Defining Done

Defining Done

Paul Parker

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The business transformation journey often requires a systems transformation to enable the business to be more agile in the market, improve customer loyalty and satisfaction, while optimizing cost structure. For system transformation or upgrades using agile, the question of how do you know when you are done frequently arises. How do you know if you are spending too much time getting to the perfect solution vs. good enough to advance and move to production while meeting the business need? Once in production, further elaboration and enhancements can be made. In many cases, the target changes due to market or regulator factors, resulting in the implementation of a solution that varies from its original concept of perfect. So, why spend all that time on creating a perfect solution when over time, that solution will change?

Considerations in Defining Done

Routinely with agile projects, defining “done” takes into account what is required by the business and technical teams to communicate the desired business functionality to build and test the application. Defining “done” also needs to take into account the full lifecycle of the product during the solution definition phase, through delivery and post-production.

Questions to ask:

  • Does the current application meet current and near-term future needs and business drivers?

  • What are the new features in the new application or upgrade?

  • How will the new features advance the business transformation without customization?

  • Have the business drivers for the new system or upgrade been used to prioritize new or required vs. longer term wish lists?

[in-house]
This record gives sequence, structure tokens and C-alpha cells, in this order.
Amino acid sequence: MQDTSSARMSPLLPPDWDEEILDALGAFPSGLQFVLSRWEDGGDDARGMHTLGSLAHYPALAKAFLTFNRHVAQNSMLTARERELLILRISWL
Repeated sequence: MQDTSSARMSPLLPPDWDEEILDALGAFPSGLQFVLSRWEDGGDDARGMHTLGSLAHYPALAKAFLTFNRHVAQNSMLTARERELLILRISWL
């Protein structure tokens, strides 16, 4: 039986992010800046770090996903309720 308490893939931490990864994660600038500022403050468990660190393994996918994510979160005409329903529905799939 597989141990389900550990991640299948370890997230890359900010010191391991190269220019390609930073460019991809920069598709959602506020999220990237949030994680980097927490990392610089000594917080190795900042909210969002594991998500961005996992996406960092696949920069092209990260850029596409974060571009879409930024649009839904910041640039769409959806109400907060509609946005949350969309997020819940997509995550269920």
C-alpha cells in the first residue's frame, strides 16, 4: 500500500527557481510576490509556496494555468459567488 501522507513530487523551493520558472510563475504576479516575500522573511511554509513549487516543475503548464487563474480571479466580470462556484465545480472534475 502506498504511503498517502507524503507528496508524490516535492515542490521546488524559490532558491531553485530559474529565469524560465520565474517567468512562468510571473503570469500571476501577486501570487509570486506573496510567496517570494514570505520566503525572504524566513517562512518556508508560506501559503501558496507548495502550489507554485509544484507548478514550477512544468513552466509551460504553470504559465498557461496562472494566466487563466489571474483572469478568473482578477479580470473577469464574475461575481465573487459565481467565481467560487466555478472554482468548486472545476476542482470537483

• Is there direct traceability from business drivers to requirements to system capability?

  • Are technical, functional and data requirements met? Are they documented?

  • Are process flows aligned to functionality?

  • Is the documentation complete enough to the production team?

  • Has post-production support been defined and put in place? Does it include:

  • Identification of the support team

  • Transition plan from development team

  • Resolution of third party considerations

Steps to Take:

  • Review business process

  • Review functional requirements

  • Assess business rules

  • Analyze design documents

  • Study and assess new application or upgrade features and release notes

Potential challenges along the way:

  • Business processes are not documented well or are out of date

  • Business rules are embedded in the code and not easy to extract and review

  • Formal design documents are inadequate, out of date, or non-existent

  • Current application is not well documented

  • Embedded notes on the application lacking the context of the business process or business capability it supports

  • Poor understanding of how current code fits into the overall business process

  • Lack of an understanding of why a business rule was implemented (e.g. regulatory compliance, client need, internal requirement)

In summary, defining done is more of an art than a science and requires close collaboration with the business owners, stakeholders and the development team. The goal should be getting the right solution into production with the right level of effort in order to realize benefits as early as possible. We will examine the different facets of “Done” in future blogs.